Today's trip to Camp Muir was met with "full-on" winter conditions. There wasn't much traffic throughout the day....probably 8 different climbing parties in all... 3 of them being guided trips. The weather definitely seems to have taken its toll on the numbers of weekend climbers as well as those of us who dealt with it today.

There was a strong northerly to northwesterly wind blowing consistently throughout the day at approx. 20-25 miles an hour with gusts much higher. It snowed periodically but with no accumulation. There was, however, significant wind drifting of fresh snow above 8000 ft. on route. In addition to this, in the more wind scoured areas, it was quite icy but not to the point of needing crampons. I debated on whether or not to bring skis and I’m glad I didnfont>’t due to extremely variable snow conditions and very poor visibility. I would imagine we will all have to wait for the next warm cycle for the good skiing to come back.

On the topic of avalanche activity from the last storm, I did not observe any major natural activity on the lower portion of the mountain. However, there were some small point releasing sluffs on the east and south aspects mixed with significant rock fall from the west side of the lower Nisqually Glacier.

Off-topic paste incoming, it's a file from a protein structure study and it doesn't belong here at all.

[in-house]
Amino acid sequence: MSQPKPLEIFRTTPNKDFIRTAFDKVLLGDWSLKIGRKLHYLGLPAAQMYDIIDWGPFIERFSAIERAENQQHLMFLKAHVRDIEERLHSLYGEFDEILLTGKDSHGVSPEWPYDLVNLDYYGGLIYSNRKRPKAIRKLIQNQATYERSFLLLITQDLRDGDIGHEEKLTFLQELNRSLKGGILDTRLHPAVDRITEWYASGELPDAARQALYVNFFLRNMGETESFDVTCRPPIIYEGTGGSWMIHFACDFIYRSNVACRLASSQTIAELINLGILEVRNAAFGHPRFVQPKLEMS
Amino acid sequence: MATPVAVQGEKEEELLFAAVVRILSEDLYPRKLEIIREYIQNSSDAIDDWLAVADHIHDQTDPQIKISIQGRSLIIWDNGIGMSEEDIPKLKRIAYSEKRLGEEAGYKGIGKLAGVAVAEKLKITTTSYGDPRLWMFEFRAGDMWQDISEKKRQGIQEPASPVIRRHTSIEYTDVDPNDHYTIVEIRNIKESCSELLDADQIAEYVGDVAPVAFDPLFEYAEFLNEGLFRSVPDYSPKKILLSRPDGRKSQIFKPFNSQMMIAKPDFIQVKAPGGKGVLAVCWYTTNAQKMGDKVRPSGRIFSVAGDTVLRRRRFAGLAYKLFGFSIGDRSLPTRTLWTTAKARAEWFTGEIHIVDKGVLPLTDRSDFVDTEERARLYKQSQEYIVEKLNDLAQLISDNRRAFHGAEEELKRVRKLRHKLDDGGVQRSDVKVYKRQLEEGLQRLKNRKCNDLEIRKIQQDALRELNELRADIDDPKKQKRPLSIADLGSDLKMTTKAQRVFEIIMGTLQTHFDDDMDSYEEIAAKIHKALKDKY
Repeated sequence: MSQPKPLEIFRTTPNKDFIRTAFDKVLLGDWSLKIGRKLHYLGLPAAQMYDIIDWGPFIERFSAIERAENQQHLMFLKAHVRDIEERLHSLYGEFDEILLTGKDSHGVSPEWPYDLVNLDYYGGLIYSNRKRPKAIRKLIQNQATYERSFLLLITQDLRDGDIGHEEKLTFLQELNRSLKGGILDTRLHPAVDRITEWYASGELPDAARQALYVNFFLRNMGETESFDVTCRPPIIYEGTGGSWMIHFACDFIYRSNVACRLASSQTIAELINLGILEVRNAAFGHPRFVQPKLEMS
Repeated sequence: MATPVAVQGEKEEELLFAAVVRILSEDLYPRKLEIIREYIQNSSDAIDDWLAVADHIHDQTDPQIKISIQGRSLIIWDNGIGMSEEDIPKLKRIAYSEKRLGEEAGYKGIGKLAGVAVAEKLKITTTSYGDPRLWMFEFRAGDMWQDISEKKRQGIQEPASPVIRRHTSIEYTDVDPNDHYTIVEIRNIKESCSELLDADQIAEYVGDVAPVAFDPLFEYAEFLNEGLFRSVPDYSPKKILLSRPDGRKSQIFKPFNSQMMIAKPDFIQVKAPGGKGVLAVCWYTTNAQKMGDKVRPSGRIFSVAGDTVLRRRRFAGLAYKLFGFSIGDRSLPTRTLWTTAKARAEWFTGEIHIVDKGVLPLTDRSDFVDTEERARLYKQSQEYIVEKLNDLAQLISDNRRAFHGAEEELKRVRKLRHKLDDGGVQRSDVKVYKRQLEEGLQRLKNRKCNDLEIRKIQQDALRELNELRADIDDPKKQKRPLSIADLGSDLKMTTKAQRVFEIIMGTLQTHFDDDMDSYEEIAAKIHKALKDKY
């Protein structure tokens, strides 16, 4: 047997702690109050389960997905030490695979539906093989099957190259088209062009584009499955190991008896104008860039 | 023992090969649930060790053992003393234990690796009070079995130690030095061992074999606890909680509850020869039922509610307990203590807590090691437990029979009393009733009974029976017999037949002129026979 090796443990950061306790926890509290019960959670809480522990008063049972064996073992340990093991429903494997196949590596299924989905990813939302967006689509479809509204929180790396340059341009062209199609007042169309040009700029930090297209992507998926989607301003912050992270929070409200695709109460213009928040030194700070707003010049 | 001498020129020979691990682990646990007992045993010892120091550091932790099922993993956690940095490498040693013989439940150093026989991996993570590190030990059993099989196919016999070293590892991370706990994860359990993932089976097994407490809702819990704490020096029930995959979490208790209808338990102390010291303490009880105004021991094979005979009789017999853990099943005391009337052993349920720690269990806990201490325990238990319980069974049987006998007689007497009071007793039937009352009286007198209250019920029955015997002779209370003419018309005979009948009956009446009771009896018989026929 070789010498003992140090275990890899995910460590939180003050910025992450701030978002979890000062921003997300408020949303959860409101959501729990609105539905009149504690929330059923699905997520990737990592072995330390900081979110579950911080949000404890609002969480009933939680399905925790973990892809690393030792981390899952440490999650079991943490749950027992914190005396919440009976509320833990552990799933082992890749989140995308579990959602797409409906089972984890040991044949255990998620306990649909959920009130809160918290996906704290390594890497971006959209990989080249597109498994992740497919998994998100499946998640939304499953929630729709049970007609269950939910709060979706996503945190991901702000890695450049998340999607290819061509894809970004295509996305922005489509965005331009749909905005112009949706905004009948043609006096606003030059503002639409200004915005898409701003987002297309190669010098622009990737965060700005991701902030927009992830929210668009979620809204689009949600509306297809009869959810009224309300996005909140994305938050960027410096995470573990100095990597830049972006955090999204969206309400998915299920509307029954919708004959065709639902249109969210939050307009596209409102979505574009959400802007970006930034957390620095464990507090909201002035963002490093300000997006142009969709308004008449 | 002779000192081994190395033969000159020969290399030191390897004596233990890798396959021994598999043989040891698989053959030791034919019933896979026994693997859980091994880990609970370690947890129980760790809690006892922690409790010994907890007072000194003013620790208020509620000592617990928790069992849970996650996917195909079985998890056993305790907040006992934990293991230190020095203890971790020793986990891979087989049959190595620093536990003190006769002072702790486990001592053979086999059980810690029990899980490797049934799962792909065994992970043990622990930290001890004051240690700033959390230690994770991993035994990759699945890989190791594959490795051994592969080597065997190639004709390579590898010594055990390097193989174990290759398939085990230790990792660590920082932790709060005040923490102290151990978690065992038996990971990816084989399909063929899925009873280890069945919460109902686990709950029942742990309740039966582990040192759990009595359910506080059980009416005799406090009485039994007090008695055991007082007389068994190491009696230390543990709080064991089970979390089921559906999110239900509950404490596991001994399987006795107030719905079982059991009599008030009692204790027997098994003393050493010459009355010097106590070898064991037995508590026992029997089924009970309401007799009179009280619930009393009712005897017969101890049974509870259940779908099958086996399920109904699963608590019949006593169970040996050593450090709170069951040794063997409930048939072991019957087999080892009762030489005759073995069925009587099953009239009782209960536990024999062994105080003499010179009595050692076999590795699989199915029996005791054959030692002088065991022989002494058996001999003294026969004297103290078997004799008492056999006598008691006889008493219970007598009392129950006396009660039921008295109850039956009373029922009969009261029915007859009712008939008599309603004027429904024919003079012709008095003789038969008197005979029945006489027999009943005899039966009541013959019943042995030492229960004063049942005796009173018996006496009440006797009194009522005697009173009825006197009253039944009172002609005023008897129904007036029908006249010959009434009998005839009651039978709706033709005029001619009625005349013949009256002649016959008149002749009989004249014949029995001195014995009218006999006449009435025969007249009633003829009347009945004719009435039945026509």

May 17th

The approach to Camp Muir from Paradise is still almost entirely on snow though short portions of the main route are starting to melt out above Panorama Point. However, flotation with either snowshoes or skis is highly recommended as freezing levels have not dipped below 13000 ft in the last four days making for soft snow and the potential for post-holing. Two climbing rangers skied the snowfield around 10:30 am sunday and found relatively good stable conditions to 7000 ft below which the snow had already become gloppy and heavily saturated. A fresh spring wax on your boards is highly recommended in these wet conditions. There has been some natural avalanche activity, particularly around the Nisqually Icefall; please use caution when traveling away from the main track to Camp Muir as the snowpack is still experiencing significant weakening as a result of the high temps.